Stan Grant, Australia Day and Indigenous identity

Stan Grant, Australia Day and Indigenous identity

An interesting thing happened just before Australia Day 2016: a speech delivered by Guardian Australia’s Indigenous Affairs Editor, Stan Grant, went viral after being posted by The Ethics Centre. Why is that particularly interesting? Beyond being an impassioned, articulate and powerful response to the topic ‘Racism is destroying the Australian dream’, the speech was delivered in Sydney on 27 October 2015 – three months prior to being picked up by the media.

When it was initially delivered, Grant’s speech largely flew under the media’s radar, but with the context of Australia Day and the debate it inevitably raises about this country’s colonisation, his views suddenly gained greater currency. Was it a slow news day? Was the speech suddenly more important? Why wasn’t this big news on 28 October 2015, the day after the speech was delivered?

You may have seen this coverage and watched Grant’s speech, but you may not have heard him explore the ideas he addressed at length.  Guardian Australia’s Token Podcast, which explores issues of race and cultural identity in Australia, featured Grant on 16 December 2015, expanding on the issues that he raised in his speech about six weeks earlier. He and Monica Tan (Guardian Australia’s Deputy Culture Editor) discuss the construction of Indigenous Australian representations in the media and how this affects attitudes of both Indigenous and non-Indigenous Australians, including the new migrant population. Grant eloquently explores how public discourse about Indigenous issues is shaped, and argues for the formal, constitutional recognition of Australia’s Indigenous peoples.

The podcast simply and clearly articulates the gap between how Indigenous Australians see themselves and how they are portrayed and perceived by other Australians. It will certainly prompt some interesting discussions about what it means to ‘belong’ in Australia and whether individuals can ever control their own identity. For those of you teaching texts with a strong Indigenous focus, this podcast will no doubt spark productive discussions.

The podcast’s language is accessible for Years 10, 11 and 12, and it is perfect for flipped classroom activities. It is also a great example of how to present a persuasive verbal argument that is strengthened by its balance of thoughtful evidence and passionate opinion. The issue should pose some interesting questions for students about the factors that make an event or issue newsworthy at any given time, and the power of social media in shaping public discourse, particularly with regard to Indigenous Australians. I’ve also collected together a few other resources, which are listed below, to help you discuss the podcast and Grant’s views, including some of the broader media commentary about his speech published on and around Australia Day.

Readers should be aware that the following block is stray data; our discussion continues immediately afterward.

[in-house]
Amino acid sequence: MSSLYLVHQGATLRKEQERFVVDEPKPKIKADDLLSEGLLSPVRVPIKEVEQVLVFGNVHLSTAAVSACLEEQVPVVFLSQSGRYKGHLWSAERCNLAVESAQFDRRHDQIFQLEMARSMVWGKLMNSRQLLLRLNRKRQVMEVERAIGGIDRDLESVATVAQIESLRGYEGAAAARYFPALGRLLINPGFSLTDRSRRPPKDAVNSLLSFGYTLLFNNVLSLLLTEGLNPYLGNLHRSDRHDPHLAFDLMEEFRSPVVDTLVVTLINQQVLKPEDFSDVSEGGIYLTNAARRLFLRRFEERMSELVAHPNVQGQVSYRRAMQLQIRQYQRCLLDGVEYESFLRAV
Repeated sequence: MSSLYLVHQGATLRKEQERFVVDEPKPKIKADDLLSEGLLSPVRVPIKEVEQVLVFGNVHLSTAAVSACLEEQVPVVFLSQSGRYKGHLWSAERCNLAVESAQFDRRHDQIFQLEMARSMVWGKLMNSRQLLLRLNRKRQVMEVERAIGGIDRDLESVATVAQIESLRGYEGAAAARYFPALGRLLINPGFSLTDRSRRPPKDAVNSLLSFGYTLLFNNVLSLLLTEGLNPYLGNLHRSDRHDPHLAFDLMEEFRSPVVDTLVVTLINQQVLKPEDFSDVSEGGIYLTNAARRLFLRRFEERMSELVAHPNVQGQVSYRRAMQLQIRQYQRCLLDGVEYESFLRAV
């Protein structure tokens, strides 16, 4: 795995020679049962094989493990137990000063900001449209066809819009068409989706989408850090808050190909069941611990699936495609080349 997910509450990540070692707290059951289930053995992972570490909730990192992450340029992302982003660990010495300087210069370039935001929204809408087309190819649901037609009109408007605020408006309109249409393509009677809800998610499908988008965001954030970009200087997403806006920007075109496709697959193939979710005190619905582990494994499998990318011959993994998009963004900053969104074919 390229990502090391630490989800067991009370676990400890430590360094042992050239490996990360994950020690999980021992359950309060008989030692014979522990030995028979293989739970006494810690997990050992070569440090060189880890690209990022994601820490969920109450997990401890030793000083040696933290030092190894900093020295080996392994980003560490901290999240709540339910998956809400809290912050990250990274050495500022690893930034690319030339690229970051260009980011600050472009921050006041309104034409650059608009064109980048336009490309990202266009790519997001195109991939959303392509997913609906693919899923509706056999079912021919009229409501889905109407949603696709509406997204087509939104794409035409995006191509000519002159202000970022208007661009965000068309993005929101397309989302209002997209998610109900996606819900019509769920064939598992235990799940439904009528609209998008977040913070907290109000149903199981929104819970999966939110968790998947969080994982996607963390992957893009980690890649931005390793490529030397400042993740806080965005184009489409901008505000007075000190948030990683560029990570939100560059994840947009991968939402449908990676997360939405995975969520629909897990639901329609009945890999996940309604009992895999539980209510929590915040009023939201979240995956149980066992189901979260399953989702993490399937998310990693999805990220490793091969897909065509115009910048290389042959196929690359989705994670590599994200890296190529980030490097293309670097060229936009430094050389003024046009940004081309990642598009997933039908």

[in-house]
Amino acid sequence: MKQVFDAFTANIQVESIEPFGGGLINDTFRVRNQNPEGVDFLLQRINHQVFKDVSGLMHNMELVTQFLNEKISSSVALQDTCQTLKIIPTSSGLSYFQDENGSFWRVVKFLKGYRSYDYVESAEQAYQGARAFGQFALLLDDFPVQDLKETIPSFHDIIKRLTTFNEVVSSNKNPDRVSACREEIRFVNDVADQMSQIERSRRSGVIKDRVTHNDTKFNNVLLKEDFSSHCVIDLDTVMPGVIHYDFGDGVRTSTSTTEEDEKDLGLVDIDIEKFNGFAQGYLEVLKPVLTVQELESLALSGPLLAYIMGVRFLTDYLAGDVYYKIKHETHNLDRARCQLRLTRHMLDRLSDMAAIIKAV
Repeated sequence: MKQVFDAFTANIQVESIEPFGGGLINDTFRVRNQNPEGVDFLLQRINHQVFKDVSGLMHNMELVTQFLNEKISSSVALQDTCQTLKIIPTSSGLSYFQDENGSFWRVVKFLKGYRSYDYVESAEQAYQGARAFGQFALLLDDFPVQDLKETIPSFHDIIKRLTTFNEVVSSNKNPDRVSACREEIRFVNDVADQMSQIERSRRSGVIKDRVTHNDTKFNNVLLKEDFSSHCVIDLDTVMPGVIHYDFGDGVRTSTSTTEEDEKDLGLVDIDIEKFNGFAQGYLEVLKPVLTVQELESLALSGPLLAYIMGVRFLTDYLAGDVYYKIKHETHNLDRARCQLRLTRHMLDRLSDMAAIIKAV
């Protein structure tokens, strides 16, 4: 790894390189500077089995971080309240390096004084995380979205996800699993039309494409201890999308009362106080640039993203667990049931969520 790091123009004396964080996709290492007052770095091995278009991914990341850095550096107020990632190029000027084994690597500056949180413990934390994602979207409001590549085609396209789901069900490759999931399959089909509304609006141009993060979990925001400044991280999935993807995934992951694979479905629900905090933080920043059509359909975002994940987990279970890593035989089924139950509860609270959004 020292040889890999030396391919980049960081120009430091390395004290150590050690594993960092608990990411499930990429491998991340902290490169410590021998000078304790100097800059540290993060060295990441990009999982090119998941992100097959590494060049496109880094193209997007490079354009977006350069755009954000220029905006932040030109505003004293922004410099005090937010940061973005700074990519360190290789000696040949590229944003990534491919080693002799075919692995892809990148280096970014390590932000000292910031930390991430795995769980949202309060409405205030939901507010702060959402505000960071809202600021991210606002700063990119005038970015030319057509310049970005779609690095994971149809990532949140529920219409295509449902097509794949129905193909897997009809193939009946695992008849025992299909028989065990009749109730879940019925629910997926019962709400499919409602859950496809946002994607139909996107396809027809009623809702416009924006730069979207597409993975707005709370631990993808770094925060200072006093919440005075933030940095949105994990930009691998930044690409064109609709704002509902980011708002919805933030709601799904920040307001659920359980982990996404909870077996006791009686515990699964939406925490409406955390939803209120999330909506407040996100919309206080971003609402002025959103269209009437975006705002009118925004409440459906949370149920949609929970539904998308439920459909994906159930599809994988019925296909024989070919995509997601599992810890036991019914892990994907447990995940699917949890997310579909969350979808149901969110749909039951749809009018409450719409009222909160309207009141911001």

Scroll down for a concise content breakdown that will help you to assess if it’s right for your school context or class, and for a free downloadable PDF of guiding questions and activities.

Best wishes and happy teaching!

Sandra Duncanson
Senior Editor

The resource

Token Podcast, ‘The Australian media is incredibly offensive to Indigenous people – Stan Grant’
with Stan Grant, Monica Tan, Michael Safi and Miles Martignoni broadcast by Guardian Australia, 16 December 2015.

Source: Guardian News & Media Ltd.
Form: podcast
Length: 33 minutes
Contributors: Monica Tan (Guardian Australia Deputy Culture Editor) and Stan Grant (Guardian Australia Indigenous Affairs Editor)

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Download includes content for:

  • Year 12 Context: Exploring issues of identity and belonging
  • Year 12 Text study: No Sugar, Mabo
  • Year 12: Analysing persuasive language in the media
  • Year 11: Examining argument and persuasive language in the media
  • Year 10: 
    • Understand how language can have inclusive and exclusive social effects, and can empower and disempower (ACELA1564)
    • Analyse and evaluate how people, cultures, places, events, objects and concepts are represented in texts, including media texts, through language, structural and/or visual choices (ACELY1749)
    • Identify and explore the purposes and effects of different text structures and language features of spoken texts, and use this knowledge to create purposeful texts that inform, persuade and engage (ACELY1750)
    • Identify and analyse implicit or explicit values, beliefs and assumptions in texts and how these are influenced by purposes and likely audiences (ACELY1752)

Suitability and relevance

Central ideas

  • Discusses the impact of historical, cultural and political perceptions of Aboriginality
  • Critiques the role of the Australian media in constructing perceptions of Indigenous Australians and their culture
  • Explores the importance of a group being able to control and tell their own story and the consequences of not being able to determine their own identity (cultural, political and personal)
  • Addresses whether Indigenous Australians feel that they ‘belong’ in Australia.

Cross references: The Australian Constitution, responses to the Adam Goodes ‘booing’ controversy

Visual components: none

Content warnings: makes reference to violence against Indigenous communities and traumatic historical events, such as the removal of Indigenous children from their families; some comments following the articles listed in the additional resources (below) may cause offence.

Additional elements: none

Additional resources

Last updated: 1 February 2016
© Insight Publications 2016

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